A huge pension fund hired an investigator to work out where it was getting screwed

Big short 2YouTube/Paramount PicturesSteve Carrell in The Big Short.

Trust between people who have money and those that manage it has sunk to a low since the 2008 financial crisis.

The issue of fees and the percentage points charged by hedge funds and investment managers on the money they manage is part of it.

The traditional 2% charged on the total pot, and 20% on profits generated, is under threat as hedge funds struggle to make make decent yield for their investors in a world of near zero interest rates.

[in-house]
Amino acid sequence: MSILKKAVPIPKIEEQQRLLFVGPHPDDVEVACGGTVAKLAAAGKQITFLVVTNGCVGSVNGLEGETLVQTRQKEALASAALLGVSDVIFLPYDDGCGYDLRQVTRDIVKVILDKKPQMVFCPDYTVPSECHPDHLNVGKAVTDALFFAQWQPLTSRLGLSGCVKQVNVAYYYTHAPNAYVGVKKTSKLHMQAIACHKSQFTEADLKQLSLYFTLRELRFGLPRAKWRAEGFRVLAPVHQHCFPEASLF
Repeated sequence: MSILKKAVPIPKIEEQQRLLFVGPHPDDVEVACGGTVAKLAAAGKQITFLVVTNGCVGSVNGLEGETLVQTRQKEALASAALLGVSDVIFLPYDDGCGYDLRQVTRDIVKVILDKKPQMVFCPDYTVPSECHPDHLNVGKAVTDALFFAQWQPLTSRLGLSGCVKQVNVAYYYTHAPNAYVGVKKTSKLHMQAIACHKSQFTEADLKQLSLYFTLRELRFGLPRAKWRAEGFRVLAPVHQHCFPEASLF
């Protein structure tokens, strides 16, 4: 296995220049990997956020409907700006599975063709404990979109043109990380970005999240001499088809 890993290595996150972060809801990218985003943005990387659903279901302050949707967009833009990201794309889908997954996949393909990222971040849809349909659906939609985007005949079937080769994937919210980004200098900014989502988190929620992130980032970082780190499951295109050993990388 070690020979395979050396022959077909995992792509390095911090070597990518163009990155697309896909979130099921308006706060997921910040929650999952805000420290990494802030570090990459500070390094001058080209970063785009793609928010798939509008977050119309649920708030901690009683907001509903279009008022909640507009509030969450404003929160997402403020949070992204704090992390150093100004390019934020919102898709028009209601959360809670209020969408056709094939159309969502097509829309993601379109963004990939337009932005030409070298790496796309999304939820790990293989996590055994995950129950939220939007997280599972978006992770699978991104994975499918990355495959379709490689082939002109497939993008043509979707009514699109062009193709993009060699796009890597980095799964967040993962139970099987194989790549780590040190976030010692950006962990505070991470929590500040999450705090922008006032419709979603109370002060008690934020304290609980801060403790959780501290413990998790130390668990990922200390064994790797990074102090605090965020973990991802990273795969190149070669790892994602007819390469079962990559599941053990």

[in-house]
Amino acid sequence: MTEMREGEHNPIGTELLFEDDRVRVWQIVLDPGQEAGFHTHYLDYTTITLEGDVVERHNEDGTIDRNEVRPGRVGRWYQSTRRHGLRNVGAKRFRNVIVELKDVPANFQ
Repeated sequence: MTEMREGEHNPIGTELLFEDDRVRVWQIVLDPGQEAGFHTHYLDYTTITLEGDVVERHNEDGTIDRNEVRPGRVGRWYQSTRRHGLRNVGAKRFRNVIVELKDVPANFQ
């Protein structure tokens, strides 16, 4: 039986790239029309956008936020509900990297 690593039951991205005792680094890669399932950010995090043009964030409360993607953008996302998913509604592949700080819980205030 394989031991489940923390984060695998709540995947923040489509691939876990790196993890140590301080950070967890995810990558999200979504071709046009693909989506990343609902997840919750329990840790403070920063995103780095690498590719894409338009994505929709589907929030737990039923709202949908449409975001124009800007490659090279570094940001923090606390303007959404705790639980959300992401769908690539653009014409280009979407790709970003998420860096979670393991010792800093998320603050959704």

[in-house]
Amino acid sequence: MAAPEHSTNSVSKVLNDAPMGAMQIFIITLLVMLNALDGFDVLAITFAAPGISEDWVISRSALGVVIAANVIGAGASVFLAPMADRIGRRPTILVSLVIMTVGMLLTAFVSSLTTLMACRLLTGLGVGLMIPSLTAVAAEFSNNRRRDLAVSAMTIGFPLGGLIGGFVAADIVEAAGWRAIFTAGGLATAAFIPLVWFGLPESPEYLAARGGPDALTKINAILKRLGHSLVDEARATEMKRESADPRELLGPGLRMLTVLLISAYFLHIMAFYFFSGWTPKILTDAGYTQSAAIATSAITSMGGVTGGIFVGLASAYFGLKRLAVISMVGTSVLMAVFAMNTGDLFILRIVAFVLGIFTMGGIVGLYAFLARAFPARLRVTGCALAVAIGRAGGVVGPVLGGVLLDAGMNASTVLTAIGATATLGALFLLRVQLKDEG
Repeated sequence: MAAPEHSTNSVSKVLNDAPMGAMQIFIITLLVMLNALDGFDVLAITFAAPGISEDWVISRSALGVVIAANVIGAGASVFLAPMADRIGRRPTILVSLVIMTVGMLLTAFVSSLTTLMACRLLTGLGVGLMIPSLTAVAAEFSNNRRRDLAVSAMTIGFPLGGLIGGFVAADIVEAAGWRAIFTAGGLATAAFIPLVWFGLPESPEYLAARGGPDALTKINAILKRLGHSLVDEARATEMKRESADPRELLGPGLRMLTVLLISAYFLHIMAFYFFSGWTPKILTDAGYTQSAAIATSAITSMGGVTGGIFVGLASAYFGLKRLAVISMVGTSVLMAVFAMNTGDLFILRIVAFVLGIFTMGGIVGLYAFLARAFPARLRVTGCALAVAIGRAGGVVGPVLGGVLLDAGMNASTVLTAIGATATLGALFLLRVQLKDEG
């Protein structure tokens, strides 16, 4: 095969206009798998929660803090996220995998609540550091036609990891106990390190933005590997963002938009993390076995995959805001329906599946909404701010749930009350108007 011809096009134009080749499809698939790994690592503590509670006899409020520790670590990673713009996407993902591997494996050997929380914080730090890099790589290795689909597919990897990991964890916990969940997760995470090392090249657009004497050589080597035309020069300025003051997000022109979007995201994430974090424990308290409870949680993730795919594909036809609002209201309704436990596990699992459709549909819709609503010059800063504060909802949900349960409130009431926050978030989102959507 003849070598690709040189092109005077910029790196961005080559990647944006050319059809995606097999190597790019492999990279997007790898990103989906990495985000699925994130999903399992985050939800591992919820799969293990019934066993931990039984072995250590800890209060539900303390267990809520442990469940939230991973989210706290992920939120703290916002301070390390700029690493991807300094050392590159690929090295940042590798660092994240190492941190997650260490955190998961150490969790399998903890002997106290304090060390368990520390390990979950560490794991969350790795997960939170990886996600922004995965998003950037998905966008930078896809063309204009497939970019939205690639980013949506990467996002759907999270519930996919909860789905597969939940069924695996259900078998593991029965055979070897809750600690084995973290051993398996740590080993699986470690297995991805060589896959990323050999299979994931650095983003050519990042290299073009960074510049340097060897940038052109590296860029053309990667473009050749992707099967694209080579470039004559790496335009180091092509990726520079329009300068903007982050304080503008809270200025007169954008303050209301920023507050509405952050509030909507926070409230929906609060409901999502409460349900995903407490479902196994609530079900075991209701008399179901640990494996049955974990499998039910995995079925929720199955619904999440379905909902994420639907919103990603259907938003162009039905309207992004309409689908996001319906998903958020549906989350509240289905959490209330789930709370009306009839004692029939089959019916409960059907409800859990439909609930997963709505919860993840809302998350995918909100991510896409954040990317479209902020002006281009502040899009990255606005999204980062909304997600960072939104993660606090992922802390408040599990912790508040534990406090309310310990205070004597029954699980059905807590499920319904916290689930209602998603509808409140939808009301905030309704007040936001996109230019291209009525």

This changing relationship was described by Chris Hitchen, CEO of the Railway Pension Trustee Company, which manages more than 500,000 pensions from railway employees.

Hitchen saved the company saved more than £100 million a year on fees, after doing a deep dive on where the costs were accruing.

He’s even hired someone full time “to dig into the accounts of limited partnerships to see what’s done in our name,” Hitchen said at the London Business School Asset Management conference in London on Friday.

“The City is quite good at coming up with structures that aren’t necessarily transparent. But we are keen to partner with people that can and want to add value.”

But it often comes down to a trade-off — investors may need to spend money on fees to get the best minds in the business.

Suchad Chiaranussati, founder of SC Capital Partners which has made about 25% a year for the past 12 years, said: “Fees are only a problem if you don’t make money and if you don’t have transparency.”

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